I know.

It’s crazy. A paranoia-fuelled pipe dream.

But it ticks a lot of boxes.

What do you think is really going on?

Iain Duncan Smith’s shirkers and scroungers: Soldiers, teachers and nurses

 

David Cameron, pictured in the Telegraph article: "I want to go on," he says, neglecting to add, "harming the honest, the hard-working, the strivers and the tryers of the UK. I want to go on rewarding the tax-dodgers, the bankers, the exploiters and Parliamentary scroungers. I want to go on deceiving the easily-led into believing that my way is the only way, and duping my Coalition partners into supporting my extreme right-wing policies until I can sling them into the gutter in 2015". Does that seem about right to you?

David Cameron, pictured in the Telegraph article: “I want to go on,” he says, neglecting to add, “harming the honest, the hard-working, the strivers and the tryers of the UK. I want to go on rewarding the tax-dodgers, the bankers, the exploiters and Parliamentary scroungers. I want to go on deceiving the easily-led into believing that my way is the only way, and duping my Coalition partners into supporting my extreme right-wing policies until I can sling them into the gutter in 2015”. Does that seem about right to you?

Apparently ‘Compassionate Conservatism’ doesn’t extend to people in certain professions.

According to a new analysis by The Children’s Society published in The Observer, almost half a million soldiers, teachers and nurses will lose hundreds of pounds every year when the Coalition’s latest benefit cut comes into force.

The cap of one per cent on benefit and tax credits upratings over the next three years means up to 40,000 soldiers will be worse-off: A second lieutenant in the army with three children, earning £470 a week and whose wife does not work will lose £552 per year.

Around 150,000 primary and nursery school teachers will lose out: A couple with two children where the sole earner is a primary school teacher earning £600 per week will lose £424.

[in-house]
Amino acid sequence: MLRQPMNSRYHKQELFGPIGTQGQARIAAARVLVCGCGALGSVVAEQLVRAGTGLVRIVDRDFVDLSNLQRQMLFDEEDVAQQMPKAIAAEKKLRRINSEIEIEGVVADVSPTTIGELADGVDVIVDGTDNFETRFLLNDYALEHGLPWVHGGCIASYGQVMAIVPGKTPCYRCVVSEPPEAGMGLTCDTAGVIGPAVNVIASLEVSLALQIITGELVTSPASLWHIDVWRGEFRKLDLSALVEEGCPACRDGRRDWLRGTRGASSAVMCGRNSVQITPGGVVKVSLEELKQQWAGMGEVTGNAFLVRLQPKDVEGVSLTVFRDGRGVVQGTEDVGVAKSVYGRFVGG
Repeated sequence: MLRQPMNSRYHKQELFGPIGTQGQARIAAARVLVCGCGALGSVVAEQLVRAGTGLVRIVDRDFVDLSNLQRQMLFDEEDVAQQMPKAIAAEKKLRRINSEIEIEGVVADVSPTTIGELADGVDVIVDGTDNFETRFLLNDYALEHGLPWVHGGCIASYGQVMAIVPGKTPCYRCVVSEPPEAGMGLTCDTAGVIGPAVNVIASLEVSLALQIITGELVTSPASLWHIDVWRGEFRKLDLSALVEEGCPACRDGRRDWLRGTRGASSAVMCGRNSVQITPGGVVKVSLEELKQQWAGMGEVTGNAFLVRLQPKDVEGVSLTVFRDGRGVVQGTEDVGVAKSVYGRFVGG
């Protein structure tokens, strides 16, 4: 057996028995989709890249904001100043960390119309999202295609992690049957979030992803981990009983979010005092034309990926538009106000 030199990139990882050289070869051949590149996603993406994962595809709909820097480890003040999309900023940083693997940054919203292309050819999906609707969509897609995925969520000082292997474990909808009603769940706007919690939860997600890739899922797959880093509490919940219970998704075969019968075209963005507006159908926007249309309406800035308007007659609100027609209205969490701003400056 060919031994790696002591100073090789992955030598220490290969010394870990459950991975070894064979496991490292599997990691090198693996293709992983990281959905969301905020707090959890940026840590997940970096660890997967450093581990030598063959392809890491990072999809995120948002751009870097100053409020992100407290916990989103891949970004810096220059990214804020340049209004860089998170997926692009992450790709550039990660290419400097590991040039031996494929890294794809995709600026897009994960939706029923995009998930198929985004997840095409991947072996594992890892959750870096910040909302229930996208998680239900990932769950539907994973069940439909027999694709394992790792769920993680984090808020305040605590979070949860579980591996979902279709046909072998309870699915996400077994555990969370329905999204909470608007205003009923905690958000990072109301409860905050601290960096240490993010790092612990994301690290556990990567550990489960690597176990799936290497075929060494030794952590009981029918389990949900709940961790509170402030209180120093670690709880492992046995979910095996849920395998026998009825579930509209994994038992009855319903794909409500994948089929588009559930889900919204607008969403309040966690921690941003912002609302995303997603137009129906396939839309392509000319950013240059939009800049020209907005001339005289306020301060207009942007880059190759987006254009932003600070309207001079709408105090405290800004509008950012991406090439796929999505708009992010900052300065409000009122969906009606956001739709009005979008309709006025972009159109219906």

But the majority of losers in the professions will be nurses – 300,000 of them. A lone-parent nurse with two children, earning the profession’s average of £530 per week, will lose £424 per year.

For a government that likes to state “We love the NHS”, the Coalition seems to really enjoy attacking nurses and trying to cover it up. By December 13 last year, 7,134 nursing posts had been lost since the Coalition came into power, 943 in the previous month alone. But when the issue was raised in Parliamentary debate, Health Secretary and gynaecological slang-term Jeremy Hunt did his level best to avoid giving a straight response. “The nurse to bed ratio has gone up. The average bed is getting an extra two hours of nursing care, per week, than under Labour.” That didn’t tell us how many nurses had lost their jobs. So we got: “The number of clinical staff in the NHS has gone up and not down. I don’t want to micro-manage every hospital in the country and tell them how many doctors and how many nurses.”

Perhaps there’s some deep-seated childhood trauma affected all the members of the Coalition government, that makes them want to persecute nurses and then try to cover it up? Whatever the case, I’m sure the facts would form the skeleton of a terrific little crime thriller.

Don’t be fooled by the fact that the government will be debating an increase of one per cent in benefits this year. With inflation at 2.7 or 3.2 per cent, depending on which system you use, that’s a real-terms cut of two per cent every year for the next three years.

I’d like to draw your attention to the fact that these figures were compiled by The Children’s Society, meaning they relate only to working parents. The one per cent cap on benefit rises will hit single working people as well – we just don’t have the figures for them yet.